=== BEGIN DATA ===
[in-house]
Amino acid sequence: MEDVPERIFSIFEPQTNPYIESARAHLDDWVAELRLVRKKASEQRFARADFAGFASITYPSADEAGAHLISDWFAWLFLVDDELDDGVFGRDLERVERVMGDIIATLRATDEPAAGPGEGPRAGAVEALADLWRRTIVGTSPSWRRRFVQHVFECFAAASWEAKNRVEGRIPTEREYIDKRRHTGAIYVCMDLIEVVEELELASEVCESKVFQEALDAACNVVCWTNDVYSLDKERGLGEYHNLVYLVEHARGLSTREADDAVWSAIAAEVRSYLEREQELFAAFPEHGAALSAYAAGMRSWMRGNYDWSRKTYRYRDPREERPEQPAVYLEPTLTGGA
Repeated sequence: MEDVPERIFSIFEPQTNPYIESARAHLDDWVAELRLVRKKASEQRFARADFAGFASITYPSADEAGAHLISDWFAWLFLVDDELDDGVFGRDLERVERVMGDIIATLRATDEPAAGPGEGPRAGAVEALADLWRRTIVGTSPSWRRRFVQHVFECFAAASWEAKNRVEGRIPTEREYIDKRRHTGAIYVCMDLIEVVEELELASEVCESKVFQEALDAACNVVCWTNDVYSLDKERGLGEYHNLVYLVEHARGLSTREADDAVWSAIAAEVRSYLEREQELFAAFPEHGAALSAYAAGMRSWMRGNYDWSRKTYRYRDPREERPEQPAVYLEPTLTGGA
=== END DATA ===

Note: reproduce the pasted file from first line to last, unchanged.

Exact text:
[in-house]
Amino acid sequence: MEDVPERIFSIFEPQTNPYIESARAHLDDWVAELRLVRKKASEQRFARADFAGFASITYPSADEAGAHLISDWFAWLFLVDDELDDGVFGRDLERVERVMGDIIATLRATDEPAAGPGEGPRAGAVEALADLWRRTIVGTSPSWRRRFVQHVFECFAAASWEAKNRVEGRIPTEREYIDKRRHTGAIYVCMDLIEVVEELELASEVCESKVFQEALDAACNVVCWTNDVYSLDKERGLGEYHNLVYLVEHARGLSTREADDAVWSAIAAEVRSYLEREQELFAAFPEHGAALSAYAAGMRSWMRGNYDWSRKTYRYRDPREERPEQPAVYLEPTLTGGA
Repeated sequence: MEDVPERIFSIFEPQTNPYIESARAHLDDWVAELRLVRKKASEQRFARADFAGFASITYPSADEAGAHLISDWFAWLFLVDDELDDGVFGRDLERVERVMGDIIATLRATDEPAAGPGEGPRAGAVEALADLWRRTIVGTSPSWRRRFVQHVFECFAAASWEAKNRVEGRIPTEREYIDKRRHTGAIYVCMDLIEVVEELELASEVCESKVFQEALDAACNVVCWTNDVYSLDKERGLGEYHNLVYLVEHARGLSTREADDAVWSAIAAEVRSYLEREQELFAAFPEHGAALSAYAAGMRSWMRGNYDWSRKTYRYRDPREERPEQPAVYLEPTLTGGA